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Nexus 7 vs iPad Mini: The Tablet Of Tablets Is…

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The iPad Mini and the Nexus 7 are two of the best small tablets out right now, so it may be a challenge to decide between them,and between Android and iOS. There’s more to it than the OS, of course – you have to think about battery life, cost and display quality.

Google Nexus 7 vs iPad Mini

If you’re after an iPad Mini, it’ll cost you $329 for the 16GB Wi-Fi version. This is a lot less than the iPad 4 with Retina, and the Mini is also much more portable. The Nexus 7, however, is very flexible and customisable; it also costs just $199. These are both fast devices, and they both have IPS displays. Tough choice.

The Google Nexus 7 is great value for money, and the only other tablets that come close are the Kindle Fire HD and Nook HD. Google keeps its tablet prices low to lure punters away from Apple. Apple focuses more on build quality and profit margins. The iPad, of course, is known for its superb design and software. We need to look at the different aspects of each tablet.

Price: You could save yourself $129 if you bought the Nexus 7 and of course those on a budget will appreciate this. The Nexus 7 3G will set you back $299, while the iPad Mini LTE version will cost $459. This means that the clear winner here has to be the Nexus 7.

Design: For design and quality, you can’t beat the iPad Mini. It’s the best-looking device in the iPad range – light, thin, backed with aluminium. The Nexus 7 scrubs up well too, with a touch-soft plastic back and not-too-chunky looks. The Mini is just lighter and more luxurious, though, so it has to win.

Screen: The Nexus 7 should beat the Mini here, as it has a higher ppi, and is IPS (like the Mini). However, it seems that in keeping the price low, Google and Asus have cut a few corners, which has resulted in the screen’s calibration being a bit skew-wiff. On top of this, various reviews have said that the colours on the Nexus 7 are a bit bland, despite the large numbers on paper. The Nexus 7 has 216ppi as opposed to the Mini’s 163ppi. Reading text on the iPad Mini is easier and sharper, though, and the screen is more colourful and has better contrast. Photos look better on the Mini, too, as well as videos, because it has a larger display.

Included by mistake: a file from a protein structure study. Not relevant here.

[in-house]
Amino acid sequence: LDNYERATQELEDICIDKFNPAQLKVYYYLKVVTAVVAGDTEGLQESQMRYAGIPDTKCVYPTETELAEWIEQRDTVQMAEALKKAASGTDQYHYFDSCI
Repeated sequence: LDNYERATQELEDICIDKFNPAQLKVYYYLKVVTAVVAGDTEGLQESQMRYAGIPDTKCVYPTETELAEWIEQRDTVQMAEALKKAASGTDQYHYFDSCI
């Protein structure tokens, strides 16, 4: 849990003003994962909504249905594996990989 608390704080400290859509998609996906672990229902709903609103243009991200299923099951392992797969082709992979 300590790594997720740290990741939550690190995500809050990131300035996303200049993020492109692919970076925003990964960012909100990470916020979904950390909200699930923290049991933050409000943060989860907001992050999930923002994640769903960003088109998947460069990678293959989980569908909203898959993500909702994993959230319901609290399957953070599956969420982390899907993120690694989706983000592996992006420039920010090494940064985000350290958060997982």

If you’re looking at OS, you’re looking at either Android 4.2, complete with Project Butter, and iOS 6.

In terms of software, the Nexus 7 and Android give users lots of customisation opportunities, so it wins. Android is just more flexible than iOS 6, with more widgets and more custom keyboards, ROMs, launchers and so forth. You can’t do any of this with iOS 6.

Tablets use apps, and you can’t get better than the App Store. The App Store has loads more tablet-optimised apps than the Google Play Store, so the iPad Mini gets a Brownie point here. It’s a draw, ultimately, as the Nexus 7 wins for software and the Mini for apps.

Hardware: The Nexus 7 and its solid hardware, like the 1.2GHz quad-core chip, is the winner. The iPad Mini is using the same A5 dual-core chip as in the iPad 2. In Geekbench tests, the Nexus 7 came out as being twice as fast as the Mini.

Battery: Both batteries are more than respectable, with the Nexus 7 giving around 8.5 hours and the iPad Mini giving around 10 hours. An obvious winner here.

These tablets are well matched, so it’ll probably come down to a choice between Jelly Bean and iOS 6. You’ll also need to think about cost and whether or not you want LTE.

Mike is the man who reviews gadgets that aren’t mainstream or products that can’t exactly be classified as consumer electronics e.g. portable talking toilets. It’s always interesting to read about the crazy products we have here in Asia that just don’t get as much publicity as they warrant.